In a clever blend of form and genre, Director Kieran Nolan Jones successfully merges his fascination with horror with poignant documentary. Jelly Brain sees Jones tackle the personal story of his mother’s traumatic injury and the difficulty his family faced in its aftermath. It’s a difficult watch at times but the honesty at play speaks volumes. Jones tells his story through archival footage and surreal animation which gives the short documentary a free-form flow, allowing it to balance a fine line of being both deeply moving and quietly unsettling. Twelve Cabins spoke with Jones about his love of horror, his decision to use multiple artistic formats, and the reaction his personal account has garnered.
What inspired you to blend both horror and documentary for Jelly Brain?
The horror-doc hybrid genre has been one that has fascinated my for a long while. Ever since watching a ropey yet terrifying home invasion reconstruction on a British TV show called Crimewatch when I was very young, I have been morbidly enthralled and disturbed by horror which is true for the people experiencing it, whether that be in the realms of true crime or the supernatural. For me, horror is a genre which is a catalyst to confront the darkest reaches of your mind and your most crippling fears. The direct aftermath of the accident was the most scared I have ever been in my life. Losing my mother one day is the biggest fear I wrestle with on a daily basis. This fear is enhanced more so by the fact I know it is inevitable I will lose her someday.
When Mom was initially released from hospital it was like there was a complete stranger in our home. As the days went on, it was clear her personality had become somewhat warped and that was incredibly unsettling and upsetting for me and my sister. It is then I realised that true life horror is the horror which is closest to home, it’s the insidious illnesses or injuries which affect your loved ones which really get under your skin and scare you. Whilst in this grip of fear and twinned with my natural instincts as a horror filmmaker and fan, it felt like the most natural thing to fuse the two genres.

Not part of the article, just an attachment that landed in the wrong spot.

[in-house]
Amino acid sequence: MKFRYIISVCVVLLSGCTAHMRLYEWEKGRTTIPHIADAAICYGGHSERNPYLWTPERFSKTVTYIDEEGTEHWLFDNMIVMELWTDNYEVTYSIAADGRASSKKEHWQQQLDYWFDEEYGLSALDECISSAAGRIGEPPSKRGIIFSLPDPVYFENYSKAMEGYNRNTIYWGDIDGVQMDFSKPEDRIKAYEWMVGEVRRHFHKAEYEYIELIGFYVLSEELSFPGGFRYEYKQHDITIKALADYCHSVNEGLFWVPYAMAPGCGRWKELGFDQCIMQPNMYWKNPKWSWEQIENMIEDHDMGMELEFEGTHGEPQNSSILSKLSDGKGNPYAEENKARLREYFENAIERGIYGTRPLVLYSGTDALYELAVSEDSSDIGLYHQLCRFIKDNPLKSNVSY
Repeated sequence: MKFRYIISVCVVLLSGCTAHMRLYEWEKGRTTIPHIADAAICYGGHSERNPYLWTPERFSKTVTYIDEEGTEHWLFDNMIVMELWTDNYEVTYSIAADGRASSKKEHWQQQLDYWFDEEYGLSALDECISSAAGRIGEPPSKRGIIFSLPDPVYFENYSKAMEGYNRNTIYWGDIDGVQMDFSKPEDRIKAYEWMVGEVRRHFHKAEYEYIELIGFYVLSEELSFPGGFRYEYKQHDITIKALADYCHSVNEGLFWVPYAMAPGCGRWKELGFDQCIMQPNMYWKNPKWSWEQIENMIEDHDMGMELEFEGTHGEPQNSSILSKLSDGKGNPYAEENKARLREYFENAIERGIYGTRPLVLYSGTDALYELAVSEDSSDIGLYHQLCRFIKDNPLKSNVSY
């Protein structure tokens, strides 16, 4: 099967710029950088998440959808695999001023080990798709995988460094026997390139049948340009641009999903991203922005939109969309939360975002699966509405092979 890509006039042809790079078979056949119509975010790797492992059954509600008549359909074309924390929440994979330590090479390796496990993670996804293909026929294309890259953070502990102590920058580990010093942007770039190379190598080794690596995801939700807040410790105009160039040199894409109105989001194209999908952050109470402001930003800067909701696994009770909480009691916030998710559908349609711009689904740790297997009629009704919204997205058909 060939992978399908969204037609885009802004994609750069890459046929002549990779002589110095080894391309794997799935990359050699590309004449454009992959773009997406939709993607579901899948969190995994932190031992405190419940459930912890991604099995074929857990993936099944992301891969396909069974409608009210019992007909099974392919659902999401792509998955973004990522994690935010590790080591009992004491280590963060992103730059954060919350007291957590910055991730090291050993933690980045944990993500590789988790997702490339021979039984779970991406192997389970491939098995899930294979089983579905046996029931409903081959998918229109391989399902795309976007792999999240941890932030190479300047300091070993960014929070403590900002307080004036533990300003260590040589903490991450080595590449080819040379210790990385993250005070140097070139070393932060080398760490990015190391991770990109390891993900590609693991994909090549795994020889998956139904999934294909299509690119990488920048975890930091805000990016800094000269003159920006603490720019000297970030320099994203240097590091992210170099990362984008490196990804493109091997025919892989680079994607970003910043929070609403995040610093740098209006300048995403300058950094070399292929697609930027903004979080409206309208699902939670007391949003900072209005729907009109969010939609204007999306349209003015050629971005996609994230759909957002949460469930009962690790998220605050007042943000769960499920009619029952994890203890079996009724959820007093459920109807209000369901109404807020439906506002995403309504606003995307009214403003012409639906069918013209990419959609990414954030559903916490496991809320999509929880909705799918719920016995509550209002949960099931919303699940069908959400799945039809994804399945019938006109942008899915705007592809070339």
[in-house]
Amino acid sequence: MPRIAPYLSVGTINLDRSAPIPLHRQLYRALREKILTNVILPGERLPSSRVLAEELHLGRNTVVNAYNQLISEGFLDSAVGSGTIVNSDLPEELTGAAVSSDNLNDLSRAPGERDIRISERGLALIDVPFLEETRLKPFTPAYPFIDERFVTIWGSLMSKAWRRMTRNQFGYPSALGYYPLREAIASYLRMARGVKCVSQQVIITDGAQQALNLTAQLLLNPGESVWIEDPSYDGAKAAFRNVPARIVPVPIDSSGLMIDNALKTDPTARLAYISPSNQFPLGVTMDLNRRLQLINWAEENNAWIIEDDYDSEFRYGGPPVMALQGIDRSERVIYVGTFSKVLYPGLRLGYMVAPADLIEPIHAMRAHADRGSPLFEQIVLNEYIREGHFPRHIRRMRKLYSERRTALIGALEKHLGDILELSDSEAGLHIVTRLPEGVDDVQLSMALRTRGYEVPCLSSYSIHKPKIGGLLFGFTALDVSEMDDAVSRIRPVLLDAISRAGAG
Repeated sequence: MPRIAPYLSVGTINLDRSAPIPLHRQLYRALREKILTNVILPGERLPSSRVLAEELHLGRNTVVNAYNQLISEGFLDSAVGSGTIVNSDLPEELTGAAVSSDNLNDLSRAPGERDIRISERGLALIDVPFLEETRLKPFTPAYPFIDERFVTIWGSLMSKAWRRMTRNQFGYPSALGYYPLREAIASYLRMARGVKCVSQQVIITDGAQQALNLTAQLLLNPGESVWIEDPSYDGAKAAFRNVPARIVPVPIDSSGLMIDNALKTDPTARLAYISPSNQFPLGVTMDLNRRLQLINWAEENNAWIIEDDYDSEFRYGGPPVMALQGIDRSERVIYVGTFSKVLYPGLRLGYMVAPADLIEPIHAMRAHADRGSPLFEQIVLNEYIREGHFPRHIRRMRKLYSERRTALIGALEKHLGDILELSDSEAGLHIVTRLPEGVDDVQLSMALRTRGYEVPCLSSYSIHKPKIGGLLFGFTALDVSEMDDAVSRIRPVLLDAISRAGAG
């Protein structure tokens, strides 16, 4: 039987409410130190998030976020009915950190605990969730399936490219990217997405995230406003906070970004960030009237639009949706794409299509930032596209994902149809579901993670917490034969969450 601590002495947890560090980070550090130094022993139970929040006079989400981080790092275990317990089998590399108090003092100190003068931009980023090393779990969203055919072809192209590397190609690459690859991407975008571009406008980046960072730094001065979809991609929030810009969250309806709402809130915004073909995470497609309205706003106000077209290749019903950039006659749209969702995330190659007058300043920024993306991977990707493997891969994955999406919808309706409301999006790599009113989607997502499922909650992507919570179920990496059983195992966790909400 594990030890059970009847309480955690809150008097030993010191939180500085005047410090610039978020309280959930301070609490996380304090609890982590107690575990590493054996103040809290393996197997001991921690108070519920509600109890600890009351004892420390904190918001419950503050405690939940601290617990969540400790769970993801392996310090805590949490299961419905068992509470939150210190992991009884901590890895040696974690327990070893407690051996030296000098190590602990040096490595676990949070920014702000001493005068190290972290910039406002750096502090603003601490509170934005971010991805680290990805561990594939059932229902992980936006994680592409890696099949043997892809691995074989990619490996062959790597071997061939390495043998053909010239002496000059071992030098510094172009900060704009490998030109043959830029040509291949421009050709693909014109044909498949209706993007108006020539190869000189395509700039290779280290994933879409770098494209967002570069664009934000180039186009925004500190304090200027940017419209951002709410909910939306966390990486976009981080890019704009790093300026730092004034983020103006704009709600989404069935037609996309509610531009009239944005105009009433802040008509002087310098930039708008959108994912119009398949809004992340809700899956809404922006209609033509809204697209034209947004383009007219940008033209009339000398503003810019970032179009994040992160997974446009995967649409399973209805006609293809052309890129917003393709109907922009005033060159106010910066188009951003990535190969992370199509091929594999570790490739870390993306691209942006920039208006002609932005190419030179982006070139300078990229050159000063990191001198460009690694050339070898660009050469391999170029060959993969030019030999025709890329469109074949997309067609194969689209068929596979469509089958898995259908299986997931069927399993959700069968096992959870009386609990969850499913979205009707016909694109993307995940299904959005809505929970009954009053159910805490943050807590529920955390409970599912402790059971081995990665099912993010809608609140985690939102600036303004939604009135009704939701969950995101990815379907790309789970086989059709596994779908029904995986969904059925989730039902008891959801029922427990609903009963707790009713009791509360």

What was the incentive behind your decision to include multiple film styles?
One of the biggest joys of documentary filmmaking for me is the ability to utilise a vast array of visual tools to craft a mood and story. In Jelly Brain we used personal interviews, home video footage, archive footage and surreal animation which in a way is unsettling because it crafts an intense level of intimacy between the audience and us as a family. With the unseen monster & hero of the film being the brain itself, having several styles to manipulate the narrative with was incredibly freeing creatively and helpful.
How have you found the reactions to Jelly Brain from both friends and family?
I have been blown away with the reaction to the film, especially as it’s my first film as a Director. I am incredibly humbled and always taken aback when I hear people’s reactions to our little doc. It was an incredibly cathartic experience making the film and both me and my family feel like it’s a great way to acknowledge and bury the hurt the accident caused us and look forward to a hopeful future.
What conversations were you having with Harriet when developing the animation?
Both Harriet and I agreed that animation is often viewed as medium steeped in the fantastical but actually, it is the perfect tool for documentary film, in its ability to render the human psyche in visual form. Subjective experiences can be described in ways that live-action filmmaking cannot. Though the animated sequences are not necessarily literal interpretations of events, they are a surreal means to capture a feeling, an emotional state or a sense of terror, which I think Harriet captured perfectly.
Can you see yourself returning to the horror-meets-documentary subgenre in the future?
Absolutely! Blending fiction and documentary and crafting personal true life nightmares is a huge passion of mine. I have numerous projects lined up as both a Director and Producer which interweave the supernatural with both true crime and the human experience.
What draws you back to the horror genre time and time again?
I think I came to the horror genre quite late in life. The first horror film I ever watched whilst staying at a relative’s when I was around six, was Mary Lambert’s Pet Semetary and that was the first time I remember feeling petrified and being chilled to the bone, especially during the infamous truck scene. Growing up I always enjoyed horror and the dark sides of fantasy films, novels etc. but I was never an avid watcher until I saw James Wan’s Insidious whilst I was a fresher at University. Watching a haunted house thrill-ride such as that really opened my eyes to how entertaining horror could be. I unashamedly love a jump scare what can I say? As I began to delve further into the genre by watching modern classics such as Jacob’s Ladder, Let the Right One In and The Witch I became obsessed with horror as the most beautiful of art forms and how fun it is to scare an audience as a filmmaker.
What can we expect for you in the near future?
At the moment I am developing my next couple projects as a Director which range from fiction films which fuse mythology with social realism and scary documentaries. On the producing side I have a short period gothic horror film set up at the BFI and I am producing short stop motion animated documentary-horror film exploring the phenomenon of ‘Imaginary Friends’.